The Many Gifts of 12×12 in 2012

12x12partyHere we are in the middle of a gift-giving season, and it struck me recently what a gift the 12×12 in 2012 challenge has been for me this year. Here are just a few of the gifts I have received by participating in this challenge:

– A folder full of picture book manuscripts, in various stages of completion

– A new online critique group who have already proven their worth many times over

– An extended group of friendly colleagues who are all thinking and talking picture books along with me

– I won an amazing critique from author Jennifer Ward

– I won a book on revision from Sandy Asher which was EXACTLY what I had been looking for

– Introductions to many authors I’d never read from reading Julie’s blog, Susanna’s blog, and participating in Perfect Picture Book Friday – and even an actual book from a giveaway by the generous Carter Higgins


– Participation in an online conference with three literary agents, which I never would have found out about if not for 12×12

The biggest gift of all, though, is the deepening knowledge that I CAN DO THIS. I can write a picture book – not just once or twice, but many times. Every month, in fact. And THAT is a gift that will never get old. Thank you to Julie, to the generous authors who contributed, and all the 12×12 participants for all these gifts!

Now, no party is complete without a song, right? While I was thinking about the gifts of 12×12, I went back to Julie’s blog to read her monthly featured-author posts over the course of 2012. Their advice and encouragement during the year were little gifts in and of themselves, well worth re-reading and so I composed a little song (with links in case you want to go back and read the original posts, which I highly recommend!)

The 12 Months of 12×12

(sung to the tune of the 12 Days of Christmas)

In the first month of 12×12 Tara Lazar said to us,

“Make sure you have a good ending.”

In the second month of 12×12 George Shannon said to us,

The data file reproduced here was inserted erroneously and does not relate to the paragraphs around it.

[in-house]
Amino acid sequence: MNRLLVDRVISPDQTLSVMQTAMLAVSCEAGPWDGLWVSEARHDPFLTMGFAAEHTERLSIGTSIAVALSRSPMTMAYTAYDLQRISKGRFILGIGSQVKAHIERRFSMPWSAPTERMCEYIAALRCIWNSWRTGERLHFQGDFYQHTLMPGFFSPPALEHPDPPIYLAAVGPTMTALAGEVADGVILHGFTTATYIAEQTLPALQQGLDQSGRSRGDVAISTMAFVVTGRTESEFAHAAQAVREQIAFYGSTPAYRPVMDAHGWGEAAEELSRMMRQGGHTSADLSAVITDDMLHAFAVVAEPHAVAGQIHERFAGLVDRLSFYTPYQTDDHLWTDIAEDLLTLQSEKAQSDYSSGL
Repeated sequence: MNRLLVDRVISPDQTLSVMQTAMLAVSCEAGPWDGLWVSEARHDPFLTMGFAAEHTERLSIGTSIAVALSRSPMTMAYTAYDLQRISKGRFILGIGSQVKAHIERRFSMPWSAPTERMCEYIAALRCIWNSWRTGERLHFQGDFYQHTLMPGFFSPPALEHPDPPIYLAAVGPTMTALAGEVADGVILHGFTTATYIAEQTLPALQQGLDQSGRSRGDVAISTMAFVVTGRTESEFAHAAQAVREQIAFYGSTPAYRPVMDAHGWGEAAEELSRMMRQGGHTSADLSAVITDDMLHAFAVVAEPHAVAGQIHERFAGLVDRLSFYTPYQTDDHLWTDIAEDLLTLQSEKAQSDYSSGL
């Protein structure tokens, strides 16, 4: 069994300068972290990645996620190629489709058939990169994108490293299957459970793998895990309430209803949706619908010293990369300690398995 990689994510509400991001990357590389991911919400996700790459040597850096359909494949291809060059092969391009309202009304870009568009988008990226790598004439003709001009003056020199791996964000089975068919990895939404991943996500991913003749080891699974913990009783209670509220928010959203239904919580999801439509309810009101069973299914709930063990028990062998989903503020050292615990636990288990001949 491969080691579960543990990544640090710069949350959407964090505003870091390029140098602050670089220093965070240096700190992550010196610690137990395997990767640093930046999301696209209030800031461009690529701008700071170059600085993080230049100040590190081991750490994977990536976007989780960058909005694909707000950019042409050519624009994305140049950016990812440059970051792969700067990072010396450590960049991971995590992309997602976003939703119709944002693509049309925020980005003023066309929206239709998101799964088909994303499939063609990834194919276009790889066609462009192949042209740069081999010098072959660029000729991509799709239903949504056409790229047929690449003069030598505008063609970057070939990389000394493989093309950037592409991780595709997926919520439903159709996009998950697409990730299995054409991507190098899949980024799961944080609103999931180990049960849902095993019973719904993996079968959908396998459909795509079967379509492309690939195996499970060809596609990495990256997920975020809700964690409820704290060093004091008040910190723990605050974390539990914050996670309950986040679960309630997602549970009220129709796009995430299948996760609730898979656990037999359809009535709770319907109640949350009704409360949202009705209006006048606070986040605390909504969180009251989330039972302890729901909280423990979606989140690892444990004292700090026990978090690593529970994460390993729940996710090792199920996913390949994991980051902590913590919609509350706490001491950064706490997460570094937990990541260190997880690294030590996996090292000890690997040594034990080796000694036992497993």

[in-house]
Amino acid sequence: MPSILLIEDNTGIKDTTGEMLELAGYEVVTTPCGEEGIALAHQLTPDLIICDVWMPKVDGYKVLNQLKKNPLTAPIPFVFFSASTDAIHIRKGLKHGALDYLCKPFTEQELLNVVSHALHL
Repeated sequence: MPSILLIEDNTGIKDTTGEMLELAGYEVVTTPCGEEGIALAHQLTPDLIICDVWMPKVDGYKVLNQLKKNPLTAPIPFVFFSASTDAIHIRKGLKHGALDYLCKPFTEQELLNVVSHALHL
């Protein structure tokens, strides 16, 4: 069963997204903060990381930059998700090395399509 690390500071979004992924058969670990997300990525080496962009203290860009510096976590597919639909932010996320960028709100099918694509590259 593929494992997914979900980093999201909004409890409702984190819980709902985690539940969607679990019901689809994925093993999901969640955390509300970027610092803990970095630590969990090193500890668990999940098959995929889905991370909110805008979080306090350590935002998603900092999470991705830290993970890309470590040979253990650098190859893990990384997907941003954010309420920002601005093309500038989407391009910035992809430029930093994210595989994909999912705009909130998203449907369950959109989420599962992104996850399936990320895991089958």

“Maintain a sense of play.”

In the third month of 12×12 Katie Davis gave great tips

For marketing ourselves and books

In the fourth month of 12×12 were four fab featured authors

Who shared their writing advice

In the fifth month of 12×12 Debbie Diesen gave to us

A primer on rhyme.

In the sixth month of 12×12 Emma Walton Hamilton gave to us

A guideline for “the mucky middle.”

In the seventh month of 12×12 Sudipta Bardhan-Quallen shared wisdom

On protocols, structures, and truth in character

In the eighth month of 12×12 Rebecca Kai Dotlich said to us

“Use poetic devices in picture books”

In the ninth month of 12×12 Julie Hedlund organized

A party full of writerly prizes

In the tenth month of 12×12 Dianne de las Casas invited us

To become picture book month ambassadors

In the eleventh month of 12×12 Linda Arms White told how

To make our stories timeless

In the twelfth month of 12×12 Eileen Spinelli gave us gifts

Of wisdom and encouragement

Are You a Last-Minute Lucy?

So here it is, the middle of the month, and a feeling of mild panic is starting to grow inside me. I know it well — it has happened every month for the last 8, and I’m sure it will continue to happen for the rest of the year.

I’ve been participating in Julie Hedlund’s 12×12 challenge: 12 picture book manuscripts in 12 months in 2012. So far, I haven’t missed a month (yay!) but check out the dates in my folder of rough drafts:

The dreaded Blank Page

JANUARY – January 23

FEBRUARY – February 29 (lucky for me it was a leap year!)

MARCH – March 19

APRIL – April 30

MAY – May 25

JUNE – June 21

JULY – July 30

AUGUST – August 30

Notice a pattern?

Now, some of these last-minute manuscripts are complete gibberish. The February one, in particular, needs a few weeks in the ICU. But strangely enough, I’m actually pretty happy with some of these. And I started to wonder…is there something about a deadline that actually spurs creativity? I searched around on the Internet for an answer and, as often happens on the Internet, found equally compelling arguments on both sides. Some eminent scholars say that deadlines can hamper creative thinking because the time pressure prevents risk-taking. Others argue that a deadline spurs people to act and move forward in their creativity. In fact, about the only thing the eminent scholars agree on is that funding is needed for more research into the topic.

In the meantime, I will most-likely continue my last-minute ways for the foreseeable future. Fellow 12x12ers — join me here on September 30 for a last-minute panic party. (Just kidding. I’ll be too busy to throw a party.)

What about you? Does having a deadline ignite your creative spark, or stamp it out?